KPierson 
Platinum - Posts: 3,526
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Joined: April 14, 2005
Location: Ohio, United States
Posted: June 27, 2007 at 9:07 PM / IP Logged  
mabuffalo wrote:
Point #1: The operations manager would not give me the name or contact information for their insurance company. Let me repeat that in case you think I mistyped it: “The operations manager would not give me the name or contact information for their insurance company.” Which hand would you like for me to remove from his throat (metaphorically, of course) as I write that down for you in case it’s not clear --  “The operations manager would not give me the name or contact information for their insurance company.” Next suggestion?

(He did add that he had to file the claim with the insurance company which he would not do.)

Thats complete BS.  The 'operations' manager doesn't know anything about car audio.  Have you asked the car audio manager about the insurance contact information?  I will attempt to get it for you.

Kevin Pierson
ferretvw 
Copper - Posts: 188
Copper spacespace
Joined: September 29, 2005
Location: Pennsylvania, United States
Posted: June 27, 2007 at 9:29 PM / IP Logged  
Didn't most if not all of the Roadshop managers get axed a few weeks ago? My suggestion to you is to get the number to the "cool line" it is basically your route to a manager outside of the store and will lead to a regional manager or whatever they are called, thus far you are remaining pretty level headed and I recommend you do this on the "cool line" as well as it will get much better results. I agree with a few people on here that, to me, at least it doesn't sound like a problem that the remote start could have caused, but then again anything is possible and I've seen stranger things so we shall see. (I'm really not trying to start an argument or anything I completely understand your frustration I'm just going with my gut feeling on this one). Anyways, sorry to ramble so long, but call and get the cool line number and give that a shot (you may also try another store in the area if you don't have any luck getting the number from that one. One last thing as KPierson said they cannot stop you from filing a claim with the insurance and the Ops manager is definetely not the only one that can do it. Hope this helps a little.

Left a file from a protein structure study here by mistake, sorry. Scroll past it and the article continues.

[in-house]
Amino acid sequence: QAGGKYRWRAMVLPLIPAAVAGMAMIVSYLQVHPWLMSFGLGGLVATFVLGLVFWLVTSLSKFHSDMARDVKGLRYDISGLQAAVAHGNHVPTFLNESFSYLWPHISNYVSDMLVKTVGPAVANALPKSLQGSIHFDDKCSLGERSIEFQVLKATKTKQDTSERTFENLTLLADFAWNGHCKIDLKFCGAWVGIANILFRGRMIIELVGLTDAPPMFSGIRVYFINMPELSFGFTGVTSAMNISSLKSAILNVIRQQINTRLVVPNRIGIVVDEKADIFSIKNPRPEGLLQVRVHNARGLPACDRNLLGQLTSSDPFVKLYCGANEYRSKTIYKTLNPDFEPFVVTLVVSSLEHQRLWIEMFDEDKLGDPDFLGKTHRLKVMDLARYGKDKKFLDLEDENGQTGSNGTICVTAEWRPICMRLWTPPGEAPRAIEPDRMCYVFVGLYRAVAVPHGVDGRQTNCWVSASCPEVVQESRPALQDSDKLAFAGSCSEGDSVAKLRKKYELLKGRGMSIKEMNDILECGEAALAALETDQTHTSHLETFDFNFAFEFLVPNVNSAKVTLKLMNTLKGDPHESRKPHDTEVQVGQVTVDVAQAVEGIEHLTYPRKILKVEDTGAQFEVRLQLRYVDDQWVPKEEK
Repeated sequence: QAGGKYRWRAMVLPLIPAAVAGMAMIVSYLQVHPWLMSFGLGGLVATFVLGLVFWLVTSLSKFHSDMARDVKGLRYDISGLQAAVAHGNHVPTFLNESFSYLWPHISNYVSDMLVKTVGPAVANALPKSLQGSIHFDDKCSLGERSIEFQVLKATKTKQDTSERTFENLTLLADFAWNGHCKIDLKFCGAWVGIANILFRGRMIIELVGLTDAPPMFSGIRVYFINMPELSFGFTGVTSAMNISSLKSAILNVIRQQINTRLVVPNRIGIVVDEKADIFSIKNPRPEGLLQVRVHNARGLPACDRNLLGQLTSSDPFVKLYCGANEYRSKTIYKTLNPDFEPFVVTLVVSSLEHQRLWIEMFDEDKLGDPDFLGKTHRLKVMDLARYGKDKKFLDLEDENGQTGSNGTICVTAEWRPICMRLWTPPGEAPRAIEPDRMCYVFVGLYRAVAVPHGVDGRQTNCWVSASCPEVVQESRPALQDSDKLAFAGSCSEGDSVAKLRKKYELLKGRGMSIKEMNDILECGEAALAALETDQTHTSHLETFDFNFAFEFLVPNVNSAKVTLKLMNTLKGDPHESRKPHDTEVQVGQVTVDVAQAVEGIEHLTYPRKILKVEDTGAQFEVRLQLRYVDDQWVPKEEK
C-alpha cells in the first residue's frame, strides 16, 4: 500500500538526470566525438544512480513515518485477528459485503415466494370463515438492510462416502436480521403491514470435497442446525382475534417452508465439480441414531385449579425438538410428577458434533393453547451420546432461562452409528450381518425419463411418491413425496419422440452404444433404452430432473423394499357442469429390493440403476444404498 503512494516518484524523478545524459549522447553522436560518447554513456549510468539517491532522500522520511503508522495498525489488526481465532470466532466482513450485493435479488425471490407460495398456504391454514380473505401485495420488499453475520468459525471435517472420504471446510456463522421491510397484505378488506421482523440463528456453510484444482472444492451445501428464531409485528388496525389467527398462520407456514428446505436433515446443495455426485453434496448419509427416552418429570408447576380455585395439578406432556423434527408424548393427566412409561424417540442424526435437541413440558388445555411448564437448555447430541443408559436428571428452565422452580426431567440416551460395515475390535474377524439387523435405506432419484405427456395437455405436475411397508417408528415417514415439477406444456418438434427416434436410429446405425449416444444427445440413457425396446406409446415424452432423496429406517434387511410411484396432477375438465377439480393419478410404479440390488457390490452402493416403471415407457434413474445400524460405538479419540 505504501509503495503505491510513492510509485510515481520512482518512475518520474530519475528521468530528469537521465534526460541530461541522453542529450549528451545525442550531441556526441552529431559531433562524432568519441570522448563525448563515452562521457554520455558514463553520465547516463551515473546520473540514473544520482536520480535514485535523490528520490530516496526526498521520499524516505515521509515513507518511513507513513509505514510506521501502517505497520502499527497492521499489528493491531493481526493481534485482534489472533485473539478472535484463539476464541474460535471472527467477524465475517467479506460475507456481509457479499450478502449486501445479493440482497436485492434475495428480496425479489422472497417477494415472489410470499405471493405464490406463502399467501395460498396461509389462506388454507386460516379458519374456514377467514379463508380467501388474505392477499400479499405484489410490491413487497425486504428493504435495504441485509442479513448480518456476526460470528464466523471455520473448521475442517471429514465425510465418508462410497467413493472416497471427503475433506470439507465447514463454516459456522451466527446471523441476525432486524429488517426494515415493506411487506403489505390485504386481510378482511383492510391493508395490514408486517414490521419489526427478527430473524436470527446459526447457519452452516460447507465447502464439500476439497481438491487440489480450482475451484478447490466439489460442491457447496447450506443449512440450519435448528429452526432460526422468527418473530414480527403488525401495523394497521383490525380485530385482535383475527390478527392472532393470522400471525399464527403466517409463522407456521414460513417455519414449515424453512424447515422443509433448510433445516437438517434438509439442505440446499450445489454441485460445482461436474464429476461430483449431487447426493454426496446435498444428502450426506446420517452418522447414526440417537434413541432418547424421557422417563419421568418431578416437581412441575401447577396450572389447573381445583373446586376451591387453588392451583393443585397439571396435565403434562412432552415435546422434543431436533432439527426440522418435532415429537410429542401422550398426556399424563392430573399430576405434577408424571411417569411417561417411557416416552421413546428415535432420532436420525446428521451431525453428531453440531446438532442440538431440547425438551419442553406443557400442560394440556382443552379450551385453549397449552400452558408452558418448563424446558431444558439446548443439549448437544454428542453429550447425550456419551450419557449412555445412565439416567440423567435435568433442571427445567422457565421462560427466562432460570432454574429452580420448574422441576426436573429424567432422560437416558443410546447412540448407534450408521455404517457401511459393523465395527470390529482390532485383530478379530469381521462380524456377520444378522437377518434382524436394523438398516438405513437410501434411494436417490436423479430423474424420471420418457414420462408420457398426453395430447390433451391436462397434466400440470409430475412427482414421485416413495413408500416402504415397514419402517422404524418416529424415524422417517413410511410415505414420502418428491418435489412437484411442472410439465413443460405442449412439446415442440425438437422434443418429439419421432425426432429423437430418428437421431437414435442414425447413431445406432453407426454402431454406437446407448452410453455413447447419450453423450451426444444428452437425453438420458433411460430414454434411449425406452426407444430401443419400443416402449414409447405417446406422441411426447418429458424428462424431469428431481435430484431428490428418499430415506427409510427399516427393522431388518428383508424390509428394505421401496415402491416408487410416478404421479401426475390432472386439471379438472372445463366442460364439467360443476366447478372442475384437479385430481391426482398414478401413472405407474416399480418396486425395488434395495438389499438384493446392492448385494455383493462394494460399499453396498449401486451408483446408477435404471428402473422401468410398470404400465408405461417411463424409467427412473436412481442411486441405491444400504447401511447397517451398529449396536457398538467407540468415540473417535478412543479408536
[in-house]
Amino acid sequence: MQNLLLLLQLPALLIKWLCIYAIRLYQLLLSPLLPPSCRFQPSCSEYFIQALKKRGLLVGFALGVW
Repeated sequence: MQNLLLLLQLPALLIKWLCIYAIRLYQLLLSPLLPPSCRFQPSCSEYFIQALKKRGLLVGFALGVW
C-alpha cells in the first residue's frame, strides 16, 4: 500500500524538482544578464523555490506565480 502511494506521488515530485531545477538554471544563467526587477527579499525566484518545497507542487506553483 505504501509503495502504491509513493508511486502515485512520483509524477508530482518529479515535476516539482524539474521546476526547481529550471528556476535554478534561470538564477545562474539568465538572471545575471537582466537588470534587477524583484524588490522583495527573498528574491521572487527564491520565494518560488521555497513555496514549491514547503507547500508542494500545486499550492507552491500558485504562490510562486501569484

--->Richard
2008 Scion xB
Pioneer AVIC-D3
RF 3Sixty.2 sound processor
Stock speakers (for now ;))
KarTuneMan 
Platinum - Posts: 7,056
Platinum spaceThis member has made a donation to the12volt.com. Click here for more info.spaceThis member consistently provides reliable informationspace
Joined: December 14, 2004
Location: Isle Of Man
Posted: June 27, 2007 at 10:02 PM / IP Logged  

If you feel as strongly as I assume you feel....get a lawyer. We here on this web site can only give you "suggestions" The lawyer can give you the facts. It's a VERY intriguing story, and a very sad one as well. And boy can you type. I feel that all of the energy you have sharing your information with us might be better pushed in a different direction. None of us here can help you. I feel bad for you to have to deal with a wiz poor installation. But look....you have hardly gotten going on trying to resolve your issue and you have run SMACK into the corperate F ing brick wall. You cannot do this alone.

Please don't take what I have written here, the wrong way. I hate "the man" And you are dealing with him right now!

Good luck brother....I'm pullin for ya!

Installer_mss 
Copper - Posts: 221
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Joined: February 14, 2005
Location: United States
Posted: June 27, 2007 at 10:14 PM / IP Logged  
before you take legal action, first determine 100% that they caused the damage or the lawyer will still charge you probably and drop your case...leaving you looking like the fool.  have aamco seek out the cause and take it from there.  if it is CC's fault, then talk to the staore manager...if they don't cooperate, call the regional manager and tell him what is happening.  i worked at CC a couple years ago and this will work for you...trust me.  the roadshop and other lower managers will try to keep such a claim from happening because it looks bad on them and the store as CC is based on statistical numbers and not so much on reputation or customer service for that matter (most of the time).
"If a man made it, another can modify it...it just takes some thinking."
"If you ask questions, you're a fool for 5 minutes; if you don't, you're a fool for a lifetime."